Friday, March 20, 2009

REVIEW: Fleetwood Mac at Madison Square Garden Unleashed Tour

Fleetwood Mac's Golden Oldies are Aging Just Fine

New York Daily News
Photo: Loud/Getty

Family dynamics never cease to fascinate us - especially ones with histories as incestuous as Fleetwood Mac's.

It should surprise no one, then, that the band's show at Madison Square Garden last night proved as musically vital, and as alive with subtext, as ever. This, despite the fact that the band had no new music to play, instead drawing most of the material from wells filled more than 30 years ago.

Opening with 1975's jubilant "Monday Morning," the band's remaining four main members wove through a two hour and 20 minute set that functioned as a nearly unbroken greatest hits medley.

The current "Unleashed" tour represents the band's second since singer/songwriter Christine McVie bailed. So, naturally, the defection has thrown a harder light on the complex interplay between Lindsey Buckingham and Stevie Nicks.

Their songs threaded in and out of each other at last night's show just as the lives of these former lovers have. "Gypsy," Nicks' tale of emotional independence, played off Buckingham's admission of neurotic excess, "Go Insane" - together serving as an on-going public confession of their mutual needs and deficiencies.

In "The Chain," the two harmonized about family bonds in a way that communicated less loyalty than threat. "You'll never break the chain," they brayed at each other. Consider these guys the original "reality show."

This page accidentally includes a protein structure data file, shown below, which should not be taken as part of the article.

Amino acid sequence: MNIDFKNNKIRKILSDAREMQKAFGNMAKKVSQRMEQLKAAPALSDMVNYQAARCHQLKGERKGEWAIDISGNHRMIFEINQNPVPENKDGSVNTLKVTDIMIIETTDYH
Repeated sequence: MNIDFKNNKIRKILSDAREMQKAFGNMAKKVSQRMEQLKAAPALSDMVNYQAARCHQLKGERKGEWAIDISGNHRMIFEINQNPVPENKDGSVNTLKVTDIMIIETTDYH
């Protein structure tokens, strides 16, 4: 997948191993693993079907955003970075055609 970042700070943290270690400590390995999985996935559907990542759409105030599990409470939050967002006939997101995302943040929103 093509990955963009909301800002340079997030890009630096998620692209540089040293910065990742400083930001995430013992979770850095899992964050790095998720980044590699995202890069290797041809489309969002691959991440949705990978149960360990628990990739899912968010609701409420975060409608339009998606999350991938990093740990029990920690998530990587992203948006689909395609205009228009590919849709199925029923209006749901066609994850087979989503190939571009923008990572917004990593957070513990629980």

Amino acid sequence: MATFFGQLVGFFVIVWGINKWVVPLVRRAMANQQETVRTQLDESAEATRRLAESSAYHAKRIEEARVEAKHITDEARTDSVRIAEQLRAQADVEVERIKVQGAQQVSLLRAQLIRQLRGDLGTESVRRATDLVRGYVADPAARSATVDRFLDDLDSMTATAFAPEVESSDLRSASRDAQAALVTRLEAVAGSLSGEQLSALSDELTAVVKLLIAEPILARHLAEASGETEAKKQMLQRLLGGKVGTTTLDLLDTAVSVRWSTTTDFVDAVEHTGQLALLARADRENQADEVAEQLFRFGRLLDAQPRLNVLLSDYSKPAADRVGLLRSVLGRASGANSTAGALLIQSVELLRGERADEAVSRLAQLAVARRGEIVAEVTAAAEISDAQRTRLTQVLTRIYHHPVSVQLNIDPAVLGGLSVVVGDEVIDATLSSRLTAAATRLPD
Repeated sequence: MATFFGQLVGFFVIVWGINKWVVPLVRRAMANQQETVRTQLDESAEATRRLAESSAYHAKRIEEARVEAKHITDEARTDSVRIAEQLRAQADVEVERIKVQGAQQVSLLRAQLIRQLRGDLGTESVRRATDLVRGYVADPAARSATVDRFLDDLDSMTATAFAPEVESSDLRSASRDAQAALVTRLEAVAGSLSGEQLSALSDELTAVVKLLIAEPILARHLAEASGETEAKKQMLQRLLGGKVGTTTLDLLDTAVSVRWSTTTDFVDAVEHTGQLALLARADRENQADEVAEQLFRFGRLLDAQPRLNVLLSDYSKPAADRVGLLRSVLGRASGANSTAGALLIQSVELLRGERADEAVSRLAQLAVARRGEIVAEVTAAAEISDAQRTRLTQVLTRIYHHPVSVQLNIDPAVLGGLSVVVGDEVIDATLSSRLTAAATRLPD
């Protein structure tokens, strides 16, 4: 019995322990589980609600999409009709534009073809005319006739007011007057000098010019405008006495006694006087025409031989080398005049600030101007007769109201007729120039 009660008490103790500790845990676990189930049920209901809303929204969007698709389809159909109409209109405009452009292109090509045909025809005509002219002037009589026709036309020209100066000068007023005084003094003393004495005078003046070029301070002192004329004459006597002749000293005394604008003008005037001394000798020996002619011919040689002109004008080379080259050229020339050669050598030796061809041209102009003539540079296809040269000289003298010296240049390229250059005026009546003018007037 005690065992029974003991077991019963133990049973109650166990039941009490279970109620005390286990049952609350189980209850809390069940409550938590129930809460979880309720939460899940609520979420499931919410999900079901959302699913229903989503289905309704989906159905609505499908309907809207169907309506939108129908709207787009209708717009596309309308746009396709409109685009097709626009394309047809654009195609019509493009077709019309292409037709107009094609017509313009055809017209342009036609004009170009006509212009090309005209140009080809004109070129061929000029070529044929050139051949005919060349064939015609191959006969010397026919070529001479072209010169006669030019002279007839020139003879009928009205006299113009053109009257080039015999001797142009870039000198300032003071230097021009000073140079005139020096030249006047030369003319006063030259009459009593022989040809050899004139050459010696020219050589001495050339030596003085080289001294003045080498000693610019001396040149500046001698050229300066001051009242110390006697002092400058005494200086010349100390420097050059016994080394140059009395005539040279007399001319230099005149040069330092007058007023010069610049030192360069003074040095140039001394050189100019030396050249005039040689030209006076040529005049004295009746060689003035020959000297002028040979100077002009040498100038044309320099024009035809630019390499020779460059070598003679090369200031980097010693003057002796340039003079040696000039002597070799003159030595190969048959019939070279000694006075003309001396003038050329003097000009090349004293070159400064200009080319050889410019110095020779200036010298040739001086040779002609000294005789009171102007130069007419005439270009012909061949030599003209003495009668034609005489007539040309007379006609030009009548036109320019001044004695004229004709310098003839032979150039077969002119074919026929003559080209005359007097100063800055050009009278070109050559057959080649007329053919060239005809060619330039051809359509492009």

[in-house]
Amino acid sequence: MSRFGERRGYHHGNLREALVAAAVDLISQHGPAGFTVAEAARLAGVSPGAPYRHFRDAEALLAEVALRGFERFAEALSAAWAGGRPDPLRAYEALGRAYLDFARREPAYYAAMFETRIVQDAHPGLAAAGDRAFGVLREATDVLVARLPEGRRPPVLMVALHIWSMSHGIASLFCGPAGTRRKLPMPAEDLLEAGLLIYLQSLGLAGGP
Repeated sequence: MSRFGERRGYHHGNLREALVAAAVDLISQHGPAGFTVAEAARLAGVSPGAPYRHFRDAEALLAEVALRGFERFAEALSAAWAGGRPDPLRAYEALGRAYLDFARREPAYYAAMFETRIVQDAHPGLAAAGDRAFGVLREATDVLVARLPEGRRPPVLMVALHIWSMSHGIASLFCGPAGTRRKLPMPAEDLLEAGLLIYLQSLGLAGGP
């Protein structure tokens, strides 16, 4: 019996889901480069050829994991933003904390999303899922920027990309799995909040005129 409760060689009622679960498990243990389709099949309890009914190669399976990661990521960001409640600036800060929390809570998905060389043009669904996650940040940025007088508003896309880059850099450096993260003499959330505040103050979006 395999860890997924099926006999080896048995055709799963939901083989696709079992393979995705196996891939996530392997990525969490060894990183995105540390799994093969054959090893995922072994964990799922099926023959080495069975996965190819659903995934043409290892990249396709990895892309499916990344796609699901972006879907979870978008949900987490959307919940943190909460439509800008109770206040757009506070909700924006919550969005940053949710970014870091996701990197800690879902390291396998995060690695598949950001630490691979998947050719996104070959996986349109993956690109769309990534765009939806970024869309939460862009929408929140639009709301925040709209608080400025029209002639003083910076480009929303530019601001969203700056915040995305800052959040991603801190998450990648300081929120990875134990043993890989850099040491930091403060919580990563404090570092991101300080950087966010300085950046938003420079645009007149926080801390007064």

The loss of McVie has robbed the group - which also features John McVie and Mick Fleetwood - of its most diplomatic voice. And she was missed on the few numbers that originally featured her, like "Say You Love Me."

But as a happy consequence, the band rocked harder and found more room for Buckingham's fiendish guitar work. His obsessive arpeggios gave a richly tactile feel to "Big Love," while in "I'm So Afraid," he mined deep blues hues.

The group kept things frisky by tweaking the arrangements and the harmonies in many songs.
Buckingham delivered some with newly emphatic inflections.

But the night's emotional highlight struck a tender note. When Nicks sang her song of age and humility, "Landslide," she read the line "I'm getting older, too," with an acceptance that showed not an ounce of regret.

Some families, it seems, only grow more sure with age.


Anonymous said...

looking for a setlist to post on my blog i'm currently writting..great show

Nickslive said...

Monday Morning
The Chain
I Know I'm Not Wrong
Go Insane
Second Hand News
Big Love
Never Going Back Again
Say You Love Me
Gold Dust Woman
Oh Well
I'm So Afraid
Stand Back
Go Your Own Way
World Turning
Don't Stop
Silver Springs

Post a Comment